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Definitions Définitions

A renku is a collective poetry composition, a collaborative linked verse.

Renku, and its parent genre Renga, go back nearly a thousand years as a tradition in Japanese poetry, reaching its zenith with Matsuo Basho in the 17th century.

It is a sequence of linked verses (usually 36 in Basho’s time), composed by a group of poets writing alternately long and short verses (of 17 and 14 syllables respectively, when written in Japanese). Traditionally the poets would follow certain codes and rules: each verse might have a set theme, or season; certain stanzas should mention the moon or flowers, or different aspects of human nature and philosophy. Such rules have more or less been generally adopted or adapted in the practice of renku in the West.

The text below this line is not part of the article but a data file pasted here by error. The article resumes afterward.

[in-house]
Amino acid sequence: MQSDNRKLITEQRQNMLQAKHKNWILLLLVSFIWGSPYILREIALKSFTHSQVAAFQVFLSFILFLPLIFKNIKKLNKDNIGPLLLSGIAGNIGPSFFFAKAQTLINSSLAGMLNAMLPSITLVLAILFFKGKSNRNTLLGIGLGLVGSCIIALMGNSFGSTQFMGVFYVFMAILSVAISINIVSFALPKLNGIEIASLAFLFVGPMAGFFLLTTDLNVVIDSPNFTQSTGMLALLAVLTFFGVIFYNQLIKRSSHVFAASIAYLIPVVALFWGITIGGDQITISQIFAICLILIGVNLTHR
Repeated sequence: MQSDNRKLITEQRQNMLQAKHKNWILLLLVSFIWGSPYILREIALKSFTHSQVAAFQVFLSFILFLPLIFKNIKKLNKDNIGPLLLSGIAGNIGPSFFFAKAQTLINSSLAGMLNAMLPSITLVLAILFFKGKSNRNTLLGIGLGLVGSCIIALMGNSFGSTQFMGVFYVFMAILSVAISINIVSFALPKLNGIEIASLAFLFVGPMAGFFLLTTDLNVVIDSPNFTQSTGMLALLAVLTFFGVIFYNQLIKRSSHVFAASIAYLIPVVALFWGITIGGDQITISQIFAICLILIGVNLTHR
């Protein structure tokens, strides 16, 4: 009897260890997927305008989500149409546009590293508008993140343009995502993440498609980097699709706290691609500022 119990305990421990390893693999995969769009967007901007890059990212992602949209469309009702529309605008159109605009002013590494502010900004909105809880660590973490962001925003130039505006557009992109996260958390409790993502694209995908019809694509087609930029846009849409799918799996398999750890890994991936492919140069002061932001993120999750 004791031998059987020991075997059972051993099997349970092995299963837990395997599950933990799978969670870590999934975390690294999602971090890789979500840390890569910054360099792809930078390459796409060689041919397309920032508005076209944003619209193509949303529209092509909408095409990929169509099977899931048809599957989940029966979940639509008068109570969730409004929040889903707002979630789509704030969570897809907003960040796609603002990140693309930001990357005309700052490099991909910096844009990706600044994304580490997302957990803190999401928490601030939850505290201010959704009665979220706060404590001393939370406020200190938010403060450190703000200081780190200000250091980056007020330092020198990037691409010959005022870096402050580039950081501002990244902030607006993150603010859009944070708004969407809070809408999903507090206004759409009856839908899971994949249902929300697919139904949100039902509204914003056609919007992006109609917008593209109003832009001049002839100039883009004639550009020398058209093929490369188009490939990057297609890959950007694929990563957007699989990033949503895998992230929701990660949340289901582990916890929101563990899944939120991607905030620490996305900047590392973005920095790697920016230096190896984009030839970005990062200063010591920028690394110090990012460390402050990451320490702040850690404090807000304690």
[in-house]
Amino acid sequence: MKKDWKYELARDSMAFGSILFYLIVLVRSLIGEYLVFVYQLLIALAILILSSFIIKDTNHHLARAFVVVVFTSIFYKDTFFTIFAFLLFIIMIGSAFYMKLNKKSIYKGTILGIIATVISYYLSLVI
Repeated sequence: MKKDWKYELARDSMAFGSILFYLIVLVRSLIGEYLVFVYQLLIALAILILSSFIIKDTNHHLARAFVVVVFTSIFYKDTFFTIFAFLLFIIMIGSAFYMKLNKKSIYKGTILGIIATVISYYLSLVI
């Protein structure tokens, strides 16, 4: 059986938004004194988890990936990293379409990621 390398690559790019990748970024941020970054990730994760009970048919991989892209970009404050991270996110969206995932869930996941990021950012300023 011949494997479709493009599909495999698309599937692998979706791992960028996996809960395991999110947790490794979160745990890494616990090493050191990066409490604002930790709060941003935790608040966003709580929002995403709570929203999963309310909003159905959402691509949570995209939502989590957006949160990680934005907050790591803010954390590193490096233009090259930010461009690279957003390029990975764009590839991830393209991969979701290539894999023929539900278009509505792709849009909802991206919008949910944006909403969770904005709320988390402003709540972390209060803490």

While for many, haiku is considered as “the poetry of the truth” (i.e. written from a real experience), renku has more to do with fiction and story-telling, with the possible exception of the first verse (hokku) which is technically a haiku. The participants are required to invent events, evoke emotions and moments, and the use of the first person does not necessarily imply the poet but rather the part played within the narration. Renku fully tolerates fiction and imagination.

When completed, a renku should offer a mosaic of images and emotions expressing a broad range of themes, subjects and moods that are independently addressed or treated by each verse.

Click here to consult the full guidelines to compose a renku

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